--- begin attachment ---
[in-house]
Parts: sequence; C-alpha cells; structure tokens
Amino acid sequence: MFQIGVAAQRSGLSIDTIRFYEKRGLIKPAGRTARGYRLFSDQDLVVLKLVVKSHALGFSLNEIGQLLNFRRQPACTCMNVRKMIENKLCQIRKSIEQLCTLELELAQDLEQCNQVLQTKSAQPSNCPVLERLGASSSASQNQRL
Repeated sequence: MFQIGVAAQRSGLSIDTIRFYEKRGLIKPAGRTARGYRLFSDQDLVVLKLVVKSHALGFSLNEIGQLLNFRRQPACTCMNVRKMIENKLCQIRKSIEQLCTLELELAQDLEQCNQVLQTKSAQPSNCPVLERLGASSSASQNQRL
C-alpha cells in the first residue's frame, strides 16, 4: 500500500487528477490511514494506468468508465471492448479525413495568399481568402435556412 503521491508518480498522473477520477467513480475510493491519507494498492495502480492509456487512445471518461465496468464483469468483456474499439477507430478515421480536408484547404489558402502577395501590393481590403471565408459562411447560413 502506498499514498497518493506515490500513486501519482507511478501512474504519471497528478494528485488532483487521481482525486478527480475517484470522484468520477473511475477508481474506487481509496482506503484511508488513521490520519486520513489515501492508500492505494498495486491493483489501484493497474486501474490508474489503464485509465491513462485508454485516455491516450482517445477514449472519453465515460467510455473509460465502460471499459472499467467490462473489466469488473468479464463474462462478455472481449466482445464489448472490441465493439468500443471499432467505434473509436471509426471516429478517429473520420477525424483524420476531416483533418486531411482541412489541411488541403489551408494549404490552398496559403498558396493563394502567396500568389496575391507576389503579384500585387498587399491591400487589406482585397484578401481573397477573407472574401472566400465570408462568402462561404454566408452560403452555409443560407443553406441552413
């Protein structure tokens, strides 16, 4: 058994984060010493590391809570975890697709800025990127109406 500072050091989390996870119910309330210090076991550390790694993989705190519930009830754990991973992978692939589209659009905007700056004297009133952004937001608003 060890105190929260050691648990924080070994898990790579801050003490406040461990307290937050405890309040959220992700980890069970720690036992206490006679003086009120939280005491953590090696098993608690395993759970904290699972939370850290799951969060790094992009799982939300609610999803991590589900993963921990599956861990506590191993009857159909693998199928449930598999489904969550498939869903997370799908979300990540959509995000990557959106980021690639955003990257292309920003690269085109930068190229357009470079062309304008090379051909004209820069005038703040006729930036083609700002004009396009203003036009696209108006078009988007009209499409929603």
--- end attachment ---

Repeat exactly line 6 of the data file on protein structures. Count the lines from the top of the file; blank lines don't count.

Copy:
């Protein structure tokens, strides 16, 4: 058994984060010493590391809570975890697709800025990127109406 500072050091989390996870119910309330210090076991550390790694993989705190519930009830754990991973992978692939589209659009905007700056004297009133952004937001608003 060890105190929260050691648990924080070994898990790579801050003490406040461990307290937050405890309040959220992700980890069970720690036992206490006679003086009120939280005491953590090696098993608690395993759970904290699972939370850290799951969060790094992009799982939300609610999803991590589900993963921990599956861990506590191993009857159909693998199928449930598999489904969550498939869903997370799908979300990540959509995000990557959106980021690639955003990257292309920003690269085109930068190229357009470079062309304008090379051909004209820069005038703040006729930036083609700002004009396009203003036009696209108006078009988007009209499409929603």